Answer: It’s safe for nursing moms to get the flu shot, or any other vaccine.
The CDC (US Center for Disease Control) says “Influenza vaccine does not affect the safety of mothers who are breastfeeding or their infants. Breastfeeding does not adversely affect the immune response and is not a contraindication for vaccination”.
When you breastfeed, you pass many antibodies to your baby, but not enough to completely protect him from all illnesses, so you can’t substitute breastfeeding for immunizations. The American Academy of Pediatrics recommends that breastfed babies follow the recommended vaccine schedule.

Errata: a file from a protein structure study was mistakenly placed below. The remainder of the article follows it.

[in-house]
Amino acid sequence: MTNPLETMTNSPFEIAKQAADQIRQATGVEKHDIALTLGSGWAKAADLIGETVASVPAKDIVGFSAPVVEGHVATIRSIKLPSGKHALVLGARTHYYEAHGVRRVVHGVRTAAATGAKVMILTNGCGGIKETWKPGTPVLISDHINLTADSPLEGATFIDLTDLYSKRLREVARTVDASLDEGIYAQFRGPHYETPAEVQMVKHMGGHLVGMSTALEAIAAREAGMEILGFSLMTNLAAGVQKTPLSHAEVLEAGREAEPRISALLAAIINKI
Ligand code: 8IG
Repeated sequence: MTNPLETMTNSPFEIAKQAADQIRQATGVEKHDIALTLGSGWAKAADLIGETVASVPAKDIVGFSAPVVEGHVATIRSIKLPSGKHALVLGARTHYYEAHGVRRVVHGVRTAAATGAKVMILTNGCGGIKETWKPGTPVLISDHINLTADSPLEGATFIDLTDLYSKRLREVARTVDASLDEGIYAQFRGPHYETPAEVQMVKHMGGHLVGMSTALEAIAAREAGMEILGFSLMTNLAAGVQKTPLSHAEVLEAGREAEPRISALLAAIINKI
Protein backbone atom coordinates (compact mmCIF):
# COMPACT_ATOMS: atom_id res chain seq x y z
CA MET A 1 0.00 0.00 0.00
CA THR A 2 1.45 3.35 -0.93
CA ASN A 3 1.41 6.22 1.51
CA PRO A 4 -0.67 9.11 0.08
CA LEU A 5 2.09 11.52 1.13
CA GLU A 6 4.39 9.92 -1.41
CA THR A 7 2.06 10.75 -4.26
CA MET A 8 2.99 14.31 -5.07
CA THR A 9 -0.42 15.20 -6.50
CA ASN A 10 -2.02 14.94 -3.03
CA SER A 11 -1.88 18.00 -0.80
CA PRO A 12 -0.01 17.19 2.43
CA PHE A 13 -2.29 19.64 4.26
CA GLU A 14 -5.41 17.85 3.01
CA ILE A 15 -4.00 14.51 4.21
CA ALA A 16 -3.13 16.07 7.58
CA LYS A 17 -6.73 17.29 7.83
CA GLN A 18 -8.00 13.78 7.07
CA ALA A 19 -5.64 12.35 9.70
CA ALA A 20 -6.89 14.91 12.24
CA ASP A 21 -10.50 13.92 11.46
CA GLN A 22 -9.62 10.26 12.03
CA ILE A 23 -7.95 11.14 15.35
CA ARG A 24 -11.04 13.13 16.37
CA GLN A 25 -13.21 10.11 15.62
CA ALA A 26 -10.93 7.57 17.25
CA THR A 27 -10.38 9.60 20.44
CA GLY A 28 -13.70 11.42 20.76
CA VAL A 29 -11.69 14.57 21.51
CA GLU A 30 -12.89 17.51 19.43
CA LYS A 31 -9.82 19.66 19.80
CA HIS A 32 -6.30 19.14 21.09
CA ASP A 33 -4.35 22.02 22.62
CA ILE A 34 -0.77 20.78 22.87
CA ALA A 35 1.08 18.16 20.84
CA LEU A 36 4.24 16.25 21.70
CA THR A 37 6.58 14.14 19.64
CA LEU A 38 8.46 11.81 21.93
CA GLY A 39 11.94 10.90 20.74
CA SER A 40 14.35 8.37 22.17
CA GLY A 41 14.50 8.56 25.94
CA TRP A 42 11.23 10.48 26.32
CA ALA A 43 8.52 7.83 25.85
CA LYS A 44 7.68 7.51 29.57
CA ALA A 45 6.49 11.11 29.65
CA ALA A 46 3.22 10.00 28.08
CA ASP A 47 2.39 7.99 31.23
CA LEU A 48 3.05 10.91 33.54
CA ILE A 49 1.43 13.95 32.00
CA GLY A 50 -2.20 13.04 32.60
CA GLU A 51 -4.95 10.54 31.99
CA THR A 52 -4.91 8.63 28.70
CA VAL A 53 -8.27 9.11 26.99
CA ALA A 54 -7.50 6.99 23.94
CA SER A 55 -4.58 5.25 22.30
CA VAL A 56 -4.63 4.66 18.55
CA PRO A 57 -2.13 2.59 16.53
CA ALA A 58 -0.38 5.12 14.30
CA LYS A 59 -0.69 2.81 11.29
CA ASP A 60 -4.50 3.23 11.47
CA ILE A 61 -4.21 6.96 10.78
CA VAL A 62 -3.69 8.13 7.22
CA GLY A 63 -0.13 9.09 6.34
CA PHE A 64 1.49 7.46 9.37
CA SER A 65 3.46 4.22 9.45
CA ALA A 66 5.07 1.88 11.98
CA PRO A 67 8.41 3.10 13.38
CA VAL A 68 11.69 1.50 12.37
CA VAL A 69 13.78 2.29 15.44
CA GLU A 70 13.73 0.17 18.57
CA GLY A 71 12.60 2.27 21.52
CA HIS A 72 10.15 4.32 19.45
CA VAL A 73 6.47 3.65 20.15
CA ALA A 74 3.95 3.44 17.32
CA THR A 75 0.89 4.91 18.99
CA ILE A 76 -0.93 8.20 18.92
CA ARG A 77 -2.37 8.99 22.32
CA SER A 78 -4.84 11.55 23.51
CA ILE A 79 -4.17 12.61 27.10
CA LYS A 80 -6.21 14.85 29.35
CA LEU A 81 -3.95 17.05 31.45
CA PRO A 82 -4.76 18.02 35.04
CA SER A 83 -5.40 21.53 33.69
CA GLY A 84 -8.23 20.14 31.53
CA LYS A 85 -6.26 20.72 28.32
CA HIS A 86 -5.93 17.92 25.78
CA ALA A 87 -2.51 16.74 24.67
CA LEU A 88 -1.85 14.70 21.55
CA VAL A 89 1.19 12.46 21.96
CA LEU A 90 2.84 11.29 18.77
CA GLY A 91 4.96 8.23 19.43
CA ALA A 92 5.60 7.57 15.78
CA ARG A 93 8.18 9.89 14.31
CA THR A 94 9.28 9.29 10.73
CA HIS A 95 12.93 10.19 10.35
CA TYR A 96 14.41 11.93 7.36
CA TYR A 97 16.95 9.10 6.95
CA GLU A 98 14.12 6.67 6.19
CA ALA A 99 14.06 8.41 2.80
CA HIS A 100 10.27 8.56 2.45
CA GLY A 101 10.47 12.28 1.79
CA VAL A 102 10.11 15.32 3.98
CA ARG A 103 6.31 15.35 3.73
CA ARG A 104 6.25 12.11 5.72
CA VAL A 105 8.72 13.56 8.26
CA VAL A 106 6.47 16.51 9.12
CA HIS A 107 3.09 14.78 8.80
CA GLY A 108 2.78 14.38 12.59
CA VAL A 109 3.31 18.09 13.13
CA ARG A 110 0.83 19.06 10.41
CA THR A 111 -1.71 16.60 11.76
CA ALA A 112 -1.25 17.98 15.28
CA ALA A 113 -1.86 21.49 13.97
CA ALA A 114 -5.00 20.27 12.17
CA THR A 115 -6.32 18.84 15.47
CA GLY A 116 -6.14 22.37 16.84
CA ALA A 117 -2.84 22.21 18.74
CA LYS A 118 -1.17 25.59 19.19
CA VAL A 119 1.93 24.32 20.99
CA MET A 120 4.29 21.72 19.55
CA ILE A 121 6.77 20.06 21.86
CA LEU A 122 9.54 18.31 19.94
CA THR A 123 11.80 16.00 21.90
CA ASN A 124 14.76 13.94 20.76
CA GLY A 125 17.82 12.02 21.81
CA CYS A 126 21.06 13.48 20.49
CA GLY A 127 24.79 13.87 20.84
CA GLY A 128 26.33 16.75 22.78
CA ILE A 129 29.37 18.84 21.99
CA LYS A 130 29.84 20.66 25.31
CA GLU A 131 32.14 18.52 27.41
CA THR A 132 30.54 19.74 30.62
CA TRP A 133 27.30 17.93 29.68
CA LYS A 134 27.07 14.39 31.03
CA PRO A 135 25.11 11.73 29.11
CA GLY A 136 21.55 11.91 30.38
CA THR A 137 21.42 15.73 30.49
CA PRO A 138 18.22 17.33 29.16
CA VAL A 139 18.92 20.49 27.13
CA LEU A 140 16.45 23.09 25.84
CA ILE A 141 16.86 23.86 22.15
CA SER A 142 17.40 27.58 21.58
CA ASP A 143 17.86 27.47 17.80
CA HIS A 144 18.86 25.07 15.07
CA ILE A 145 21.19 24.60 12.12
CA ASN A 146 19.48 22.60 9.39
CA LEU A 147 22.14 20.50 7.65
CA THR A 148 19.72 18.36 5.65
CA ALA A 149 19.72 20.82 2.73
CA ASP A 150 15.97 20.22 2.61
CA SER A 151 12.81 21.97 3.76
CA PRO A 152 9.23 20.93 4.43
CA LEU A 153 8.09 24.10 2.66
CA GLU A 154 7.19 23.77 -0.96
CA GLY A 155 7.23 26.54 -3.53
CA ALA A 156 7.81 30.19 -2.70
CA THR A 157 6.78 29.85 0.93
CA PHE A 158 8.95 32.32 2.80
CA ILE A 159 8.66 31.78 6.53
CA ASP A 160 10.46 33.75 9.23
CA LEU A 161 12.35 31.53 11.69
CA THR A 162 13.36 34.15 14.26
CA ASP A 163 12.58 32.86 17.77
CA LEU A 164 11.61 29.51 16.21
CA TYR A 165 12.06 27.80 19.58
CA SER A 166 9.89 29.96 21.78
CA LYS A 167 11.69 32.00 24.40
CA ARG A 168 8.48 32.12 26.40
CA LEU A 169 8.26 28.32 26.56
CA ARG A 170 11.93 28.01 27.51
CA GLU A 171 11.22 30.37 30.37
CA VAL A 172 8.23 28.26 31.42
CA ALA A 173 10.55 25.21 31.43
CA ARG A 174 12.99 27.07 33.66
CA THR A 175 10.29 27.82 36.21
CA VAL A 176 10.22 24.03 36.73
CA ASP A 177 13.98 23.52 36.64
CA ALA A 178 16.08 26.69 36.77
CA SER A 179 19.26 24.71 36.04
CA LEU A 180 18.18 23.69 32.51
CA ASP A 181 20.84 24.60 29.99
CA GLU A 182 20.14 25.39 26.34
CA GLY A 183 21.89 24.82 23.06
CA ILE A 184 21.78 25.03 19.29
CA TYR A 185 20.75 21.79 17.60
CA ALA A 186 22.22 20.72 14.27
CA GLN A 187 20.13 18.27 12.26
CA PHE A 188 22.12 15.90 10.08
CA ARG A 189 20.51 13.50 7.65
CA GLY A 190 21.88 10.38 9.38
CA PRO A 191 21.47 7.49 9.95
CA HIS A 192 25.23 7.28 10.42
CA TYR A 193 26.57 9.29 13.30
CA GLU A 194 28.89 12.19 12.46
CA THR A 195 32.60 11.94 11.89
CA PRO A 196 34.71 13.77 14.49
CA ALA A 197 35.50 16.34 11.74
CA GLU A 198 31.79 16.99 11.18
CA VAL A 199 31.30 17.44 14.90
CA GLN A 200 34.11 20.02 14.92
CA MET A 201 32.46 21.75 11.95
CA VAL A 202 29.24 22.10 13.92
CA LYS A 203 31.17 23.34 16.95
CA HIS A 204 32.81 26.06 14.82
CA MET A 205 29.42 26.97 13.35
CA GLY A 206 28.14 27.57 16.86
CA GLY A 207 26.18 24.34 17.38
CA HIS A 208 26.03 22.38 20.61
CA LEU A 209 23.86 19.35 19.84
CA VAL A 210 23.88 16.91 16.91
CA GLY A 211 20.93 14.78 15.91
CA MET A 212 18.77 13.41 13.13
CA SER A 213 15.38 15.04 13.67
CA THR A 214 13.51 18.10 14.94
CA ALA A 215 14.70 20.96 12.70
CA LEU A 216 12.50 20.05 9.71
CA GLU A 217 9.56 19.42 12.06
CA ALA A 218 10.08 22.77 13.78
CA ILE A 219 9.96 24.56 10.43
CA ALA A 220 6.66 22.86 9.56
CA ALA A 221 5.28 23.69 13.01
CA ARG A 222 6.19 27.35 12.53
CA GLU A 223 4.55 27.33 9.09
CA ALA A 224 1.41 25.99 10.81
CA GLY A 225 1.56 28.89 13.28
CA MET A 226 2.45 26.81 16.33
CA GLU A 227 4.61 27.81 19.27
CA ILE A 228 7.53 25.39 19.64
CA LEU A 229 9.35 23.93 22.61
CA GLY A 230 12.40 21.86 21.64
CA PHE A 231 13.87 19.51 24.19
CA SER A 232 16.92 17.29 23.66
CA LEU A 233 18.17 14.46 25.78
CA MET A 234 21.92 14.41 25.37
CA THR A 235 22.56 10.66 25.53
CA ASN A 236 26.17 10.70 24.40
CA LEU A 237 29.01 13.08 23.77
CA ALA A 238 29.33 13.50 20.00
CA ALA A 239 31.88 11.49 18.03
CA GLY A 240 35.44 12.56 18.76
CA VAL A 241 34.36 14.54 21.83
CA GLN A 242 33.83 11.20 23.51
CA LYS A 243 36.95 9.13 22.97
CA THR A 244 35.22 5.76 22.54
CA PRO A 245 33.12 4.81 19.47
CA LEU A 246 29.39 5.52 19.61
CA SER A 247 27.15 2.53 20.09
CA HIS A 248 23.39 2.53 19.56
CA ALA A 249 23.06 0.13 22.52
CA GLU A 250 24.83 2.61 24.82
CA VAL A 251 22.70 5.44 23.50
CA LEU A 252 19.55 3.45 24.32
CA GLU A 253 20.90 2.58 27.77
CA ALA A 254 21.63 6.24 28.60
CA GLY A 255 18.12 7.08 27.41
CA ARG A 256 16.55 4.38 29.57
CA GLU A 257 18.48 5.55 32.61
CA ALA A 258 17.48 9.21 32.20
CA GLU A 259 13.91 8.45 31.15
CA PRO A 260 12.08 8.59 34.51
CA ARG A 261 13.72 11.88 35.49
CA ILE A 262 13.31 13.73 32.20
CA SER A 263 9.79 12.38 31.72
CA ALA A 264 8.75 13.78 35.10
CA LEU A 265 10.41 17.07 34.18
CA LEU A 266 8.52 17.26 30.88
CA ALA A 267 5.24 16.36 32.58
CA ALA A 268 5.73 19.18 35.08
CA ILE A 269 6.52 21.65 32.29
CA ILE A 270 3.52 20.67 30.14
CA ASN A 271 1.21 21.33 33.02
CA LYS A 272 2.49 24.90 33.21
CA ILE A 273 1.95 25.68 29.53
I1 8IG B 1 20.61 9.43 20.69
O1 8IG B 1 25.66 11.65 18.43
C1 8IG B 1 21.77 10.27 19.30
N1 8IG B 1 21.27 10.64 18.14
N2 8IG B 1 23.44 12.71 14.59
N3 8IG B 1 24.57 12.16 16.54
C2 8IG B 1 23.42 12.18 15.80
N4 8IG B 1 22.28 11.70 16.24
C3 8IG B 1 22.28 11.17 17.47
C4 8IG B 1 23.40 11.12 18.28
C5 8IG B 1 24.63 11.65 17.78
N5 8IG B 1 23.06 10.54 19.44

There are currently two forms of the flu vaccine: A nasal spray which is made from a live virus, and the regular vaccine (flu shot) which is an inactivated (killed) vaccine. Live vaccines do multiply within the mother’s body, but very little, if any, are excreted in human milk. When breastfed babies are vaccinated, they will have higher levels of antibodies when compared to formula fed babies.
The CDC indicates that either form of the vaccine is safe for a breastfeeding mother, but If you’re allergic to eggs, check with your doctor before getting a flu vaccine.
The (AAP) American Academy of Pediatrics’s policy statement on breastfeeding states: “Research indicates that nursing your baby during a minor painful procedure (immunization, blood draw, etc.) is a safe and effective method of pain relief.”
When you nurse your baby during a minor painful procedure, like heel-sticks or immunizations , he will experience less pain. Yet another benefit of breastfeeding!